It’s January and that means it is time for the annual Lakeland quality-of-life survey where the city government asks area residents to rate Lakeland across a series of metrics and to identify their top concerns for the coming year.

The city has conducted its annual community survey since 2013 and, according to Lakeland City Manager Shawn Sherrouse, city commissioners take results seriously.

“It is very important to get input from our citizens on a number of issues to help with the decision-making process,” he said in announcing the annual survey. “We will use the results of the survey in our strategic planning sessions and budget preparation for the upcoming year. We value citizen feedback and opinions shared by the community through the survey will help shape Lakeland’s future.”

Participate in the survey at

Stephanie Passey, a city management analyst, told the Historic Dixieland Neighborhood Association Tuesday that the city wants area residents to tell them “what we’re doing well and what we need to improve” in the annual survey, which will feature a new component in 2022.

“This year, we plan to have a focus group in early February that will delve deeper into the survey” during a “one-night” analysis that will precede the commission’s Feb. 23-24 annual strategic planning retreat, she said.

Passey said she and Lakeland librarian supervisor Angela Davis are making the rounds of community groups and neighborhood associations this month to encourage participation in the three-part survey and to solicit volunteers for the focus group.

“That is what commissioners want — some type of focus group feedback so we’re not just throwing darts at the wall,” Davis said.

The survey is not limited to people who live within city limits, Passey said, noting she lives outside the city but because she works and shops in Lakeland, the city wants to hear what she has to say.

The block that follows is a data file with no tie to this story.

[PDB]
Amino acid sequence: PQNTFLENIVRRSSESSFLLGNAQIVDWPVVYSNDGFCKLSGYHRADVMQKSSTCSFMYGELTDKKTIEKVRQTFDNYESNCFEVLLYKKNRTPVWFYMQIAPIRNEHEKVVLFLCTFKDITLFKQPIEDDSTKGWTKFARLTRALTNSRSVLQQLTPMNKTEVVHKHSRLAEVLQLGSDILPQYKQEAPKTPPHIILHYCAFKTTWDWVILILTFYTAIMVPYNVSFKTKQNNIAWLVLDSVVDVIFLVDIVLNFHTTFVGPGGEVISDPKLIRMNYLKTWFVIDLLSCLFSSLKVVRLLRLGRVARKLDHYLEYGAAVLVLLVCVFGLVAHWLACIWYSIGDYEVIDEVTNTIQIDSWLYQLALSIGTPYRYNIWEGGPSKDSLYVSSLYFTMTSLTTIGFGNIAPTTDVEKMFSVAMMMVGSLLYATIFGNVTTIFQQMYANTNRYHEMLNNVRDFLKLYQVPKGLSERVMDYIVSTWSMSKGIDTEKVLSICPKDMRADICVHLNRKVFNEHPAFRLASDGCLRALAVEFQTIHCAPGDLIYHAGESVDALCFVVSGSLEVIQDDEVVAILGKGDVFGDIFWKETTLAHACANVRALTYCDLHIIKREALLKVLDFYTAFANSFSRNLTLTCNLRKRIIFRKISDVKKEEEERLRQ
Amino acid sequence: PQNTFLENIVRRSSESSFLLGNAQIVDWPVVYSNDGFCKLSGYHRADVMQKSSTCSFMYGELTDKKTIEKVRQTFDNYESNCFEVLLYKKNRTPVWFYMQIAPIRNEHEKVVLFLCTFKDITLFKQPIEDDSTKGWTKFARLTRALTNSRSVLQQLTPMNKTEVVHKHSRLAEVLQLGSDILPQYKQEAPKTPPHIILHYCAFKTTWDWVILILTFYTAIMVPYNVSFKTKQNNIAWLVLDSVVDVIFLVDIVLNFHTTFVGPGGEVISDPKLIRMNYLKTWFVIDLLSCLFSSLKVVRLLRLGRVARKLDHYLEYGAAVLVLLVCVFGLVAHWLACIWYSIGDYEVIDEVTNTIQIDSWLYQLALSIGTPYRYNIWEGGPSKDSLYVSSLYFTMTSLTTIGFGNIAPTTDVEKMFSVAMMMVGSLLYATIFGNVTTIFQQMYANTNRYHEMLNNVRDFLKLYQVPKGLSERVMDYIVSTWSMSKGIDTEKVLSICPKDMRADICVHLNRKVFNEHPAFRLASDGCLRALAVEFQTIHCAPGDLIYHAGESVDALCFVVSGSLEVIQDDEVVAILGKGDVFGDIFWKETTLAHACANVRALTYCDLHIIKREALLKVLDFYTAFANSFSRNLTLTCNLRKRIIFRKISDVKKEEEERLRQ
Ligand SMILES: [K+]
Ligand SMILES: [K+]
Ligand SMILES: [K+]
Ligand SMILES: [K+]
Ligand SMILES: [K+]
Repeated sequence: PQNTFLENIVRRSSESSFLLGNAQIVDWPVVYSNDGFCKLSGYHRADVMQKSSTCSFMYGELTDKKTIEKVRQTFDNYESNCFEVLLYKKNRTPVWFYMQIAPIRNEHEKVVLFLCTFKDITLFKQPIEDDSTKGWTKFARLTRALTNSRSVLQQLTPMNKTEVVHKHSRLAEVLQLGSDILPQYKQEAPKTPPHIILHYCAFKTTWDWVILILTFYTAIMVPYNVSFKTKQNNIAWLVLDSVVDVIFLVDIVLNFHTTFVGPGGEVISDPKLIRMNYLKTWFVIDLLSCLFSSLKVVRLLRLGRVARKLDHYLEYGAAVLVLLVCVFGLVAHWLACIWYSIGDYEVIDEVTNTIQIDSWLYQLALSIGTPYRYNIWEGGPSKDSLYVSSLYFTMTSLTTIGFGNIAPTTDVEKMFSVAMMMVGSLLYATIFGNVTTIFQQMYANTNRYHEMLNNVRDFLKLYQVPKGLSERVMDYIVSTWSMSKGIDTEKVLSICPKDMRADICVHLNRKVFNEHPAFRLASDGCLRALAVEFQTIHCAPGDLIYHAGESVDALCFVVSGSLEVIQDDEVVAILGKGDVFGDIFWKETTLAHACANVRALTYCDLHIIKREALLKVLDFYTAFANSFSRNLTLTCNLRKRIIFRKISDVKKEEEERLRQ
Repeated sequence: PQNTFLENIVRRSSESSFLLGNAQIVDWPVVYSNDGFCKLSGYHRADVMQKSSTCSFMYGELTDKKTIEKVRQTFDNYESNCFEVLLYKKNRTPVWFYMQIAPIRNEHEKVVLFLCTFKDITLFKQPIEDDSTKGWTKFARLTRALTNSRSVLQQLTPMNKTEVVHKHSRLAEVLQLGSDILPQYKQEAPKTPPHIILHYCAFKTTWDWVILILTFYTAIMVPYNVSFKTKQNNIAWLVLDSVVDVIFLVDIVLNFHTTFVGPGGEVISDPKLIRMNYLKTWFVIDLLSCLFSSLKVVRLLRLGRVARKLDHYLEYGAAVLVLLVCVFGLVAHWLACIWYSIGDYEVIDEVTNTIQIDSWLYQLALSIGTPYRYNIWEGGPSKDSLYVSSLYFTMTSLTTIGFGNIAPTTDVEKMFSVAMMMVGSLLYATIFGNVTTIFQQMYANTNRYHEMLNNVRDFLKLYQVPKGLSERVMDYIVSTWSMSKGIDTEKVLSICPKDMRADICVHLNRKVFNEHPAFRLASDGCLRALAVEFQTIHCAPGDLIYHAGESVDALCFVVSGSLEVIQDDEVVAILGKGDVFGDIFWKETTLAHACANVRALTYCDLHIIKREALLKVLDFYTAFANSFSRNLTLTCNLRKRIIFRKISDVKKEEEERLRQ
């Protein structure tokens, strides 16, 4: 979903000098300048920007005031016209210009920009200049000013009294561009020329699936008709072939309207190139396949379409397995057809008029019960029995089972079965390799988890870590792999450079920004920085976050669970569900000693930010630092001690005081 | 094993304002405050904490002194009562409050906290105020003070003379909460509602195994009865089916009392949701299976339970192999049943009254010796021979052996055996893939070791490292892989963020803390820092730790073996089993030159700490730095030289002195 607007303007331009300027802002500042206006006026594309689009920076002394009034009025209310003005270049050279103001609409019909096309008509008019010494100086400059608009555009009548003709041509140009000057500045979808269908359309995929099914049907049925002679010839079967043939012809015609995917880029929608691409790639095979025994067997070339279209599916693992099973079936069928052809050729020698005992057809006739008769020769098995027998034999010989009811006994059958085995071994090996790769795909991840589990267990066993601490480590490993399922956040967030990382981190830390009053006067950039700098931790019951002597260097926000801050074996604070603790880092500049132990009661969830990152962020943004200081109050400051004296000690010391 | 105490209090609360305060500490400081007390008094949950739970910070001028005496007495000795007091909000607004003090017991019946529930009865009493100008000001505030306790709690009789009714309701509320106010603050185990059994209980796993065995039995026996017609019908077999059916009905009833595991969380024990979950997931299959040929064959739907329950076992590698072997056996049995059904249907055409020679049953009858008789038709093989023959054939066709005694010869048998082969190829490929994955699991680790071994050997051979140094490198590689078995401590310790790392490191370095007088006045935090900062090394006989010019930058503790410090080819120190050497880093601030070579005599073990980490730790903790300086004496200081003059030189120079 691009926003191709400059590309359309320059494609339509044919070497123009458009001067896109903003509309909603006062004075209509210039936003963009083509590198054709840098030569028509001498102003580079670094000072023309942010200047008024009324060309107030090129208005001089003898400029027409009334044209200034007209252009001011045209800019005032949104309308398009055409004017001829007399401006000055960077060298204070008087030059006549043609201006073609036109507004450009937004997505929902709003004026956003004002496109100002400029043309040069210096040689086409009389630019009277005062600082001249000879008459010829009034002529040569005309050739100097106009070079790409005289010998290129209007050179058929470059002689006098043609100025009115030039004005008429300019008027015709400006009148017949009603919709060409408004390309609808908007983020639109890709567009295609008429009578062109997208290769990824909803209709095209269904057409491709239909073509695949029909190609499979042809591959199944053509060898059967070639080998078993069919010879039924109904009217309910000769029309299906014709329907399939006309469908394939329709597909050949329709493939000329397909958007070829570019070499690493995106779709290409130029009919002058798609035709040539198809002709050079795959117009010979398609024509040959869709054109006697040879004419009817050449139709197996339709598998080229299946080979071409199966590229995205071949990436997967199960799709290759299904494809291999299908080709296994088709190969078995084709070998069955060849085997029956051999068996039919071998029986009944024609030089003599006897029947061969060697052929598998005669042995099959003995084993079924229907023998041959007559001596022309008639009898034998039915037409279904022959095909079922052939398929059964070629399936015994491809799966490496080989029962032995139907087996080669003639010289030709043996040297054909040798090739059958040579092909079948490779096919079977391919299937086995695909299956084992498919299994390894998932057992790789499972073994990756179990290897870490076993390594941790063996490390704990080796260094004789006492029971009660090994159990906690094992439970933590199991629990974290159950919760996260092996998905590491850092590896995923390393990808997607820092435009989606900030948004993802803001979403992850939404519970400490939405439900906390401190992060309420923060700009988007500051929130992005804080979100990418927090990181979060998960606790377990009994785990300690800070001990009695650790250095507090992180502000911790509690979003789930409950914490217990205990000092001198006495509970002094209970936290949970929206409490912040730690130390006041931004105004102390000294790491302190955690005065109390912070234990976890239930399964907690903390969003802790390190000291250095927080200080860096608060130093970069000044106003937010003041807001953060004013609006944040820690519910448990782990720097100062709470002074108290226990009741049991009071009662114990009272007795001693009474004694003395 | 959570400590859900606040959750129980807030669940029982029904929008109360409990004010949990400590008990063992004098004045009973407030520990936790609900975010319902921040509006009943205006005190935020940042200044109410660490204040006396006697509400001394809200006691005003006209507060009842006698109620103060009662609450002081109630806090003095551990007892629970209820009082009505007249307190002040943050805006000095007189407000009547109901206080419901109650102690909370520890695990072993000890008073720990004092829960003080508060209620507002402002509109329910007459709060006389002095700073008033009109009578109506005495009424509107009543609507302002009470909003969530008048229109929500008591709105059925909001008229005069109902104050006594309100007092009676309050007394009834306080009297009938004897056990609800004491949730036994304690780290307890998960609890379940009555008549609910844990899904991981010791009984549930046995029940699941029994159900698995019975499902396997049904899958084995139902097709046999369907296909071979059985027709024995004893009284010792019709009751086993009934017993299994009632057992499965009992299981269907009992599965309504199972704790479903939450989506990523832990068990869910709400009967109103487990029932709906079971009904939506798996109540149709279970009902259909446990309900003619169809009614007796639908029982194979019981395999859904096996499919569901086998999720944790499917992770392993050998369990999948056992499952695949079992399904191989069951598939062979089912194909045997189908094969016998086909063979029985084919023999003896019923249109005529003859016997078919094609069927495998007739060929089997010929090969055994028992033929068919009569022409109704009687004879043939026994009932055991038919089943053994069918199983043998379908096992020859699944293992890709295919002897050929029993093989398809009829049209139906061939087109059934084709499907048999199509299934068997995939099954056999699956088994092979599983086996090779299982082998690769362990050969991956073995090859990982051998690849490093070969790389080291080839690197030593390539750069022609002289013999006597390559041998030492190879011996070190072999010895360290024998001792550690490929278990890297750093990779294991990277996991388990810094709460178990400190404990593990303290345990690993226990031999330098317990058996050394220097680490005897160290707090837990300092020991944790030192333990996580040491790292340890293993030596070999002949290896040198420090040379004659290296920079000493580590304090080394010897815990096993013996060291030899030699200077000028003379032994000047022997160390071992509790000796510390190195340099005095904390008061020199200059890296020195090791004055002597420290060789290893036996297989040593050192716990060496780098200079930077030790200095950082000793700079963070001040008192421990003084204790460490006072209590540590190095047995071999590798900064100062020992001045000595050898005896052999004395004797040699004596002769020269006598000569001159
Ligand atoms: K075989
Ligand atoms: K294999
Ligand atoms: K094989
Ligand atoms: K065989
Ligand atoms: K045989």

The survey takes about five minutes to complete. The first part consists of 23 questions that ask respondents to rate aspects of city life. The first question, for instance, asks to rate “overall cleanliness of Lakeland” as either excellent, good, fair, poor, or don’t know.

The second part asks respondents to list their top five concerns in the city. “You can only have five,” Passey said.

When someone at the Dixieland meeting asked if “South Florida (Ave.) could constitute one of the five concerns,” she replied such specifics would fall under the broader traffic category.

The third part is demographic information broken down into zip codes. Other than that, Passey said, no personal information or names are required.

This is the 10th year for the annual survey. Last year’s survey drew the lowest number of respondents — 3,557, nearly 60% women — since 2015. The biggest response was in 2017 when 6,785 people offered their views. The 2020 survey drew 5,195 respondents.

According to the 2021 survey results, “traffic flow” was cited as a top five concern by 56% of respondents with infrastructure (42%), public safety (40%), planning and growth (35%), housing (26%), shopping, dining, entertainment (25.5%), energy (24.7%) and jobs (24.7%) the most frequently cited concerns.

More than 50% of 2021 respondents rated the city’s performance as “good” or “excellent” across 18 metrics with the lowest scores issued for ease of parking, availability of affordable housing, ease of bicycling, ease of driving, and planning for and managing growth.

In general, respondents in the 33801, 33805, 33809 and 33812 zip codes gave lower ratings to the city than those in the 33803, 33813 and 33815 zip codes.

While the survey is designed to be conducted online, hard copies can be requested at city libraries or by calling 863.834.SWAN for more information.

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